People love honey because it is so sweet, and raw honey is the purest form because it is untreated and unheated.
Local honey can give great relief to seasonal allergies and is used as a remedy for many things from cough syrup for sore throats to lip balms for cracked and chapped lips. Not to mention it makes delicious baklava and a delightful glass of golden mead, which must have been the original nectar of the gods and goddesses.
Honey is produced by bees from the flower nectar they collect while they are out foraging.
We tend to think bees make honey for us, but in truth they make it to feed themselves, especially in winter when the landscape is quite barren and bleak, and there are few flowers for them to forage where they can gather food. It is cold in winter and bees are solar creatures, warm and vital. They don't do well in the cold and must rely on what food they store up to get them through until spring.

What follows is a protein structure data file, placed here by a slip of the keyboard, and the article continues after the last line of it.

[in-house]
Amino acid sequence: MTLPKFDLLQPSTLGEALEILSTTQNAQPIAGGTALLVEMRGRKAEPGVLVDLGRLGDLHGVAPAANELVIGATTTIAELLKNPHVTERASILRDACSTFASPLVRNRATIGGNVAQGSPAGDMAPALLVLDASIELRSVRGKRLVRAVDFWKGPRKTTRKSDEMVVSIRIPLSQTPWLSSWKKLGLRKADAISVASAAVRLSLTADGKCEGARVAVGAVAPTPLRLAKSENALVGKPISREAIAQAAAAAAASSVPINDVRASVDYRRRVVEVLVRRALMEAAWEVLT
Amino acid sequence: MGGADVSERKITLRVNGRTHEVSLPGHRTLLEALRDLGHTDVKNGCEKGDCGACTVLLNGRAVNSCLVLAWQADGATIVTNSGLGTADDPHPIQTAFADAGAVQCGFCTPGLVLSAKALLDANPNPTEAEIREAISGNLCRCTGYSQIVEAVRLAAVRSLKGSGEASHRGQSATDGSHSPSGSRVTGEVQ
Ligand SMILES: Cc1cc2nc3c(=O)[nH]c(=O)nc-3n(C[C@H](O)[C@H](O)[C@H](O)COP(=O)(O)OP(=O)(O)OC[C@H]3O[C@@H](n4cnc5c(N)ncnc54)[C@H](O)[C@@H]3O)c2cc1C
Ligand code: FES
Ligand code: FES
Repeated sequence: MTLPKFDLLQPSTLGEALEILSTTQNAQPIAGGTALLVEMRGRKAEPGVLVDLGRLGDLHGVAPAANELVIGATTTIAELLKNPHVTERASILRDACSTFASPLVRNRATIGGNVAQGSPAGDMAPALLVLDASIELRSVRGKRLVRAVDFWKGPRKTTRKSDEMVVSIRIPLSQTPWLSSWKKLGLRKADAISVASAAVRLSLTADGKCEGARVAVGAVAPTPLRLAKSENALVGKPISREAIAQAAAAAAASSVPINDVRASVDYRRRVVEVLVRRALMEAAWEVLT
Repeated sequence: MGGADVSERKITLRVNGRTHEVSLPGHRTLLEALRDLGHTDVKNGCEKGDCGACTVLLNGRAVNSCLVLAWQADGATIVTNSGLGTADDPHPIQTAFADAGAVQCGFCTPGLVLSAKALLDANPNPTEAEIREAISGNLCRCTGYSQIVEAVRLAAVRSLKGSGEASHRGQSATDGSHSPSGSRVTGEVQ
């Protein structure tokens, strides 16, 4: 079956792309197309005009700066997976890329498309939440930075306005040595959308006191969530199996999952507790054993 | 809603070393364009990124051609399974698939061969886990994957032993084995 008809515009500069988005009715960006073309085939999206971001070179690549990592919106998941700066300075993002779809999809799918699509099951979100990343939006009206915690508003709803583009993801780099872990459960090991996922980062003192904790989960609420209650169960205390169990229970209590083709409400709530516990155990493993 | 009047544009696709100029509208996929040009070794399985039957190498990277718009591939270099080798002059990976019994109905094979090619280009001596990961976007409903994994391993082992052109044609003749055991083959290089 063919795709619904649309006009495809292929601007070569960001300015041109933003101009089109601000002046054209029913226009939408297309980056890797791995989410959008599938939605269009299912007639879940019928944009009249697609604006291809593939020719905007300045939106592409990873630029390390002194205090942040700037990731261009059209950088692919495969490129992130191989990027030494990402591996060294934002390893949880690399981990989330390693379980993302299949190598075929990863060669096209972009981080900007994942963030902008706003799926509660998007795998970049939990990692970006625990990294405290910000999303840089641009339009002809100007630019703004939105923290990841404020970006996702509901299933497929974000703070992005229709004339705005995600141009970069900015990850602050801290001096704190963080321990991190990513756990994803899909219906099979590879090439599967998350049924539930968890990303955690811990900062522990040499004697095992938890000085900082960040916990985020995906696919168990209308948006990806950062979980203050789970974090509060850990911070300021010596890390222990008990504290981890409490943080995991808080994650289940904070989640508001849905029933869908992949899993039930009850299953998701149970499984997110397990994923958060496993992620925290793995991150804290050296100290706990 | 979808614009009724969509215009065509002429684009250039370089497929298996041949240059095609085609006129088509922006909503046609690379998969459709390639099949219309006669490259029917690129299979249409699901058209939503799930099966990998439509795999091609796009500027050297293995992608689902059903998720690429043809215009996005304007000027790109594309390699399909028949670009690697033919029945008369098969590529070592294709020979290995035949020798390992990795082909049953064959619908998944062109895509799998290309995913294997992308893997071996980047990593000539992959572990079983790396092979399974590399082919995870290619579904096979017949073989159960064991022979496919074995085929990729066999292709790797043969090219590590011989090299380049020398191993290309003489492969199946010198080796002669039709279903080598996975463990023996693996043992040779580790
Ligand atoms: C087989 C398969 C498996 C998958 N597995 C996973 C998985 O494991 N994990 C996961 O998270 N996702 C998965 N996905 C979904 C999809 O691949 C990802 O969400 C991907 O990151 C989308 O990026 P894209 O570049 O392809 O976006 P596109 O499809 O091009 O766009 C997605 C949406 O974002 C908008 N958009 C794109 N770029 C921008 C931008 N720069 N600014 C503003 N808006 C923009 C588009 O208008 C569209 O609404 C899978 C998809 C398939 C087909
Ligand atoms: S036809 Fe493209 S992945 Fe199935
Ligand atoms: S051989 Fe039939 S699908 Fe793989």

Honey differs from one hive to another, depending on which flowers, herbs, plants and trees the bees have been foraging. It is packed with natural goodness, and is normally 75-80% glucose and fructose sugar with approximately 18% water, enzymes and a rich blend of minerals like phosphorus, magnesium, iron, manganese, selenium, zinc, potassium and calcium. It can also supply some Vitamin C and various B vitamins.
Humans take honey from the hive by straining it to remove impurities, or extracting it with the honeycomb.
There is plenty of debate these days about how much honey humans should take from hives, and when they should take it. Public opinion seems to be swinging towards the outlook that people should wait until the end of winter before taking honey from the hive, ensuring the honeybees don't run short when they have no other options.
Then, with heartfelt gratitude to the bees, take some honey to savor as the true delicacy that it is.
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